In the lighting fast changing world of E-commerce trends hop over each other like jumping beans. Entirely new ways of doing business appear like wildfire, especially with retailers desperate to get access to the extra few free dollars still floating around in the dismal economy. Into this tenuous economic climate appears the newly popular flash sale.
Think of it as the next generation of the Home Shopping Network, without the irritating announcers. Amazing deals appear on products, but only for a limited time, with a timer usually right there next to the product. The deals really are excellent, with 60-70% off discounts not uncommon.
So far so good
The early numbers indicate that it is definitely giving the E-commerce world a shot in the arm. One study indicates that since 2009 visits to flash sale web sites have been more than doubling each year., with some of the central flash sale hub web sites quickly moving up the traffic rankings. What’s more is that the same study indicated that these sites are popular across all income levels.
A greater sign that this is catching on is that the concept is spreading beyond the major flash sales web sites. As usual, Facebook is leading the charge on the social networking front. A plug-in already exists for Facebook store fronts to add flash sales to their site. And major retailers themselves are now integrating flash sales into their own web sites.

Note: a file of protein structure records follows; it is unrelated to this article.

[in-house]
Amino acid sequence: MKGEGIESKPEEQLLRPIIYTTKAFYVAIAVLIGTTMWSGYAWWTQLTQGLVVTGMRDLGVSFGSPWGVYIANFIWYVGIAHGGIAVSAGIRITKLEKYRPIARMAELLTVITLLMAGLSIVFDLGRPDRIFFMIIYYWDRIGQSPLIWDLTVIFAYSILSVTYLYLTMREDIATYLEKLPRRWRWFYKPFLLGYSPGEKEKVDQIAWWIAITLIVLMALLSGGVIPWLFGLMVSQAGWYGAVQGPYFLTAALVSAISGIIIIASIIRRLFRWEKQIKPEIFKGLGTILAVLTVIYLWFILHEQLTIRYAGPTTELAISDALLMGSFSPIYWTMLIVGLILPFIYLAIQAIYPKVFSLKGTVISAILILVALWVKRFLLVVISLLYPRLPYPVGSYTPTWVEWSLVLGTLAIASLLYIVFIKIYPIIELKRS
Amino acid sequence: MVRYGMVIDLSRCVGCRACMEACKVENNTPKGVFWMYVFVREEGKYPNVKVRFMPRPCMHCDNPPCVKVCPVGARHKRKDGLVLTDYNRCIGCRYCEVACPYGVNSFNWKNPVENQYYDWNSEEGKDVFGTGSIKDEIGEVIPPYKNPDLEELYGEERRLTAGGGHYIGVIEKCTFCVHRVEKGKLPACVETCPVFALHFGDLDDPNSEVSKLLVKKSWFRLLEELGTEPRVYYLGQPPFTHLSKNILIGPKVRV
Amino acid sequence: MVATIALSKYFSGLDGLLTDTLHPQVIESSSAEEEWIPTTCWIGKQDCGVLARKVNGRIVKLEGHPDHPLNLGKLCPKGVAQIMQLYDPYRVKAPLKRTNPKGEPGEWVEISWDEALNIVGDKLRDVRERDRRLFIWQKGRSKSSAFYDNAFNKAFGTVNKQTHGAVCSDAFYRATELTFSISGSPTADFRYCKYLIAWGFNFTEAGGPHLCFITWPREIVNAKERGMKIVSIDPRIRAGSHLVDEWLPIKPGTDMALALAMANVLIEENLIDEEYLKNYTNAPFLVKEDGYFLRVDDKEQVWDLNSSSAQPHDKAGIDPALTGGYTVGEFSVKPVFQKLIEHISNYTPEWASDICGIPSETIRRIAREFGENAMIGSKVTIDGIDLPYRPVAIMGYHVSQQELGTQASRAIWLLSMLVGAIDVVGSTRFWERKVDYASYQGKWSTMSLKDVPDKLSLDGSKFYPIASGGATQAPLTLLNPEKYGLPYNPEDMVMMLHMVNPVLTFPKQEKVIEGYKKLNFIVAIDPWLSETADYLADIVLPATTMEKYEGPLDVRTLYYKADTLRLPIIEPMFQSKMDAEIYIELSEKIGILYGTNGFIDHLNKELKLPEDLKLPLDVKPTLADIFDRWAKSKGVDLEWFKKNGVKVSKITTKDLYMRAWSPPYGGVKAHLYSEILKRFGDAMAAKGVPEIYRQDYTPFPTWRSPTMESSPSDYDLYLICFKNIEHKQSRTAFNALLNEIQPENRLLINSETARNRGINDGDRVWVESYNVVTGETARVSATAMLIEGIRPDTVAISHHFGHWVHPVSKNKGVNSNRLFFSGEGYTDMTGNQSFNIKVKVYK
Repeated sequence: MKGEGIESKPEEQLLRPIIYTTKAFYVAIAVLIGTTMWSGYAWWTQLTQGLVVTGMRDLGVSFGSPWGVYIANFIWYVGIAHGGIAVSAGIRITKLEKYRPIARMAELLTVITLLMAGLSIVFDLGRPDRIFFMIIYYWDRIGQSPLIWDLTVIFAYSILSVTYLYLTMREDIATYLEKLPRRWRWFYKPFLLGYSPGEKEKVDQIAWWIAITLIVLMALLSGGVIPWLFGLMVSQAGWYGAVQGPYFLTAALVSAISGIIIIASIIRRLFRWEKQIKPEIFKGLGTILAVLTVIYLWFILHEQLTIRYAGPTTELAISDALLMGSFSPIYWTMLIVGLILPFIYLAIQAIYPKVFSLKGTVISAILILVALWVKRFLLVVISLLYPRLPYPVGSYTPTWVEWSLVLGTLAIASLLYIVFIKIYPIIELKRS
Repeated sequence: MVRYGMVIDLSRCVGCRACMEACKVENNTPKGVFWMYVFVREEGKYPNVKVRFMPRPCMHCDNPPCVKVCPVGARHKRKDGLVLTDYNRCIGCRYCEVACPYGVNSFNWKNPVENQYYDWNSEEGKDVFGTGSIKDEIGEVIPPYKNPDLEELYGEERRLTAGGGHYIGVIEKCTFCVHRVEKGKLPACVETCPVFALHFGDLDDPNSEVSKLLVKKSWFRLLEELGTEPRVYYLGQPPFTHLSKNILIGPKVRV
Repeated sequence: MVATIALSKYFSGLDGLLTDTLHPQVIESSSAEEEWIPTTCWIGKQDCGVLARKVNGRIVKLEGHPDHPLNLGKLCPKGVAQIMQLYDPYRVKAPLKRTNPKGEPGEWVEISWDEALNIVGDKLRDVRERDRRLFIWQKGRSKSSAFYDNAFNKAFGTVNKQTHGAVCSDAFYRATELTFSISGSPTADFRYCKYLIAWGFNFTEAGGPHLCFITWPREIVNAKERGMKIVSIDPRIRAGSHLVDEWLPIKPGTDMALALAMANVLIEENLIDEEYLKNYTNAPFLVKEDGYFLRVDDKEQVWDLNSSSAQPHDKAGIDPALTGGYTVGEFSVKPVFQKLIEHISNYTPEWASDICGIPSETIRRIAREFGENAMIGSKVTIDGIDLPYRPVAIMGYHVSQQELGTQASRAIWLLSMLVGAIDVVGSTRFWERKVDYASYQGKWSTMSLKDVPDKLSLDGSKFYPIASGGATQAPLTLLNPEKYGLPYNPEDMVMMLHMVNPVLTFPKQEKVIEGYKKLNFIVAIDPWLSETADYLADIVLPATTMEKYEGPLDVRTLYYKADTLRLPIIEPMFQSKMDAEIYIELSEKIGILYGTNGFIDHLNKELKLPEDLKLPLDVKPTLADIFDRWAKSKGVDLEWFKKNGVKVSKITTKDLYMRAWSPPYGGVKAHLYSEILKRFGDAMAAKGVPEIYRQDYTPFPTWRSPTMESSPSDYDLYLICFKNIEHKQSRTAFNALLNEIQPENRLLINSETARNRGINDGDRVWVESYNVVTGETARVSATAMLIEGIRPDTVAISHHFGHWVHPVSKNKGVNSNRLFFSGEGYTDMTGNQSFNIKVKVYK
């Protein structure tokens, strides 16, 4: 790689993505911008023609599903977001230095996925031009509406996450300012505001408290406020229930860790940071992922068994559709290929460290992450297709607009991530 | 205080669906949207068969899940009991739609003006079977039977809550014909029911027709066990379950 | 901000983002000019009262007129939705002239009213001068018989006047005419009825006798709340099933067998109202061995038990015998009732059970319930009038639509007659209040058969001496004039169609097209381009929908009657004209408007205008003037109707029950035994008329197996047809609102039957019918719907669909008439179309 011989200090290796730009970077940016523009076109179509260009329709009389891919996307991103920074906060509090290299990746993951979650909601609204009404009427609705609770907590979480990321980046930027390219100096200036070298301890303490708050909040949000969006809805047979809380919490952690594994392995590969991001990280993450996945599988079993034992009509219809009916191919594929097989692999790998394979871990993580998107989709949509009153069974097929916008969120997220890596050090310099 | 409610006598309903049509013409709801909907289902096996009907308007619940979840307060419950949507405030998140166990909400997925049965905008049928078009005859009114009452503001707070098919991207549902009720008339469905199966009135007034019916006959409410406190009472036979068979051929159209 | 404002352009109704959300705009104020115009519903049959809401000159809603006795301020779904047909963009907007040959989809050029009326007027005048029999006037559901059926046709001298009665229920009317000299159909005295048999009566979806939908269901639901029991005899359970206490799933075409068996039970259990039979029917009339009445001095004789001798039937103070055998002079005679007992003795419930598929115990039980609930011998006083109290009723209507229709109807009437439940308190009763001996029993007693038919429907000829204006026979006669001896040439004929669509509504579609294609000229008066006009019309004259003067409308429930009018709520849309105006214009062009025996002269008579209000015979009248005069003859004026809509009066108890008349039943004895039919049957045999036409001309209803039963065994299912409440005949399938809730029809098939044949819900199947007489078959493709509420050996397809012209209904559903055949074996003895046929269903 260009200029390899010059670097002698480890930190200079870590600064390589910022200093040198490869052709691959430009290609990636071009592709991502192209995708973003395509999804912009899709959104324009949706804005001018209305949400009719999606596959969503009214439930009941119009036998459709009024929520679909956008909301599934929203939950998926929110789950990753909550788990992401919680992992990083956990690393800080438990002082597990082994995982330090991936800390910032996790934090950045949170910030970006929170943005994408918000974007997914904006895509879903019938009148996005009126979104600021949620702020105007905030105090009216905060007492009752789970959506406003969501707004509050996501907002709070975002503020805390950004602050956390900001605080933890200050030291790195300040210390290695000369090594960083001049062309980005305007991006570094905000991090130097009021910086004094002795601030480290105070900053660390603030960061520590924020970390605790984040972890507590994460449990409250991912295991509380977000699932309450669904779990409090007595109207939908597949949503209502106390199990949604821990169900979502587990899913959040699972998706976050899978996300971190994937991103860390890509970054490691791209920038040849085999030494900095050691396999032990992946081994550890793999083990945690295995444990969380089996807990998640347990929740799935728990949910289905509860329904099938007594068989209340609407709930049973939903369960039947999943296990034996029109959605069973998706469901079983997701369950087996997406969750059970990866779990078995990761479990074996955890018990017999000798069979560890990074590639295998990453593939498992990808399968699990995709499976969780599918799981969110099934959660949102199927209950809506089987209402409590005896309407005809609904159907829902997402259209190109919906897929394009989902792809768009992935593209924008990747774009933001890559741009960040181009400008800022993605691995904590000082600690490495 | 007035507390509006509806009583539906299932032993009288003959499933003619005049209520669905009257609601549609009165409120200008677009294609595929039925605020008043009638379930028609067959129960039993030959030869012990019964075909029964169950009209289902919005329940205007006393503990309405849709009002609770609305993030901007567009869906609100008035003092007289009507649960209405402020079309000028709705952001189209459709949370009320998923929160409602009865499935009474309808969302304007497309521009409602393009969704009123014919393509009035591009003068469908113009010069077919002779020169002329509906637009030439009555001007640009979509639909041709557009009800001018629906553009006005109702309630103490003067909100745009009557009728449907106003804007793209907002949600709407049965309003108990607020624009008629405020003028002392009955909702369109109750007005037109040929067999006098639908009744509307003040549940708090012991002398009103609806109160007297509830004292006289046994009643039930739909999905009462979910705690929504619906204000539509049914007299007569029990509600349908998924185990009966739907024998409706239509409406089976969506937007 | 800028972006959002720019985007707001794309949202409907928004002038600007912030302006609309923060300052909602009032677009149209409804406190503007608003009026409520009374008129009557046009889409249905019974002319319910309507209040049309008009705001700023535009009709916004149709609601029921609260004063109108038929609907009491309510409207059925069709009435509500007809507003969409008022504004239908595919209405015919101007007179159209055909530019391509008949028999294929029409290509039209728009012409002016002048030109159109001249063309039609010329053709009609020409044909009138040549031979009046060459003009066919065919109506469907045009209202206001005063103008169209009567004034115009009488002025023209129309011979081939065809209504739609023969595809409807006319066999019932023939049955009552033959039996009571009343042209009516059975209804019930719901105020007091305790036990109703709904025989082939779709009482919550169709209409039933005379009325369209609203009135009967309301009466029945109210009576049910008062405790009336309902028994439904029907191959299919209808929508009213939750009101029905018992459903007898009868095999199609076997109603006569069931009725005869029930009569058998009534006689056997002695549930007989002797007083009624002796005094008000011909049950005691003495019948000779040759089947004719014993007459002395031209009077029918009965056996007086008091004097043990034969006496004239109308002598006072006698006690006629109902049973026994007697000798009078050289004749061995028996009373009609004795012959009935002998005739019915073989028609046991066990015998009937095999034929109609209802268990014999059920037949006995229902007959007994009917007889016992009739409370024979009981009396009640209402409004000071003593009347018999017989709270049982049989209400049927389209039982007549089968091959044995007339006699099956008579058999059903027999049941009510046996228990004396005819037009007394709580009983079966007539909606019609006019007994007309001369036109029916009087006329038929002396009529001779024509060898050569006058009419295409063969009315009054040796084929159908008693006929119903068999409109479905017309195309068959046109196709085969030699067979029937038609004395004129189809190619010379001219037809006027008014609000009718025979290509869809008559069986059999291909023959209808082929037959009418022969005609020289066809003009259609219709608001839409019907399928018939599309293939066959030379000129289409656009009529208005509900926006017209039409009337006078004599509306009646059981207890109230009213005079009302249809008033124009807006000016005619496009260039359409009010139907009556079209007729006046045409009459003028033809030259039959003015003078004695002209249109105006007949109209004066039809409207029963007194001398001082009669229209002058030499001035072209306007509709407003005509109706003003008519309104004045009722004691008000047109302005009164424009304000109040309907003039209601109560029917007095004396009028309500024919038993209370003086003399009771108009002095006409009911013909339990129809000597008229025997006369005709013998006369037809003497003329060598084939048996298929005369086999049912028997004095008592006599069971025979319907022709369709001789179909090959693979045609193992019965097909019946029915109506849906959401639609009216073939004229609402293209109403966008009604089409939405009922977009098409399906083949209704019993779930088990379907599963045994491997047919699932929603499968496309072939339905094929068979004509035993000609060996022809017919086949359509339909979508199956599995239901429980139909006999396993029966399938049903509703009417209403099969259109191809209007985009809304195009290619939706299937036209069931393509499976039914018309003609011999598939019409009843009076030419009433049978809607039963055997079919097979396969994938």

The Danger – An exhausted consumer base
In addition to the fact that liquidity is becoming a thing of the past (ie, we’re all broke or in debt), the success of this trend has the potential to be its undoing. One study reports that more than 50% of subscribes to flash web sites are finding themselves overwhelmed by the number of offers they are receiving. Clearly this is an economic tactic that is more sensitive than normal to saturation. The whole appeal to this type of tactic, after all, is its spontaneity. When spontaneity becomes the expected it defeats its own purpose.
One solution – integration
If you are someone who is running a store front and thinking of integrating flash sales into your business, one suggestion that some observers remind you of is to link this idea with the power of socialization. This does not so much mean a major networking site. It simply means giving consumers a way to communicate with each other, to share thoughts about a product, as well as to just make it more of a social occasion. There are more products out there today that integrate this into their ecommerce technology.
At the same time don’t shy away from social networking as a tool here. Twitter, in particular, is especially attuned to being useful to these ends. Nothing will help sales to your product like a shout out from someone to 500 people who trust them that a certain product a lot of them like is available for dirt cheap for another 4 hours.
In short, while there are always pitfalls to any new idea, the early verdict seems to be that flash sales as a marketing technique have serious potential; and thus, the serious ecommerce user should be taking a serious look at using them. In addition, make sure you pick reliable hosting for your ecommerce website.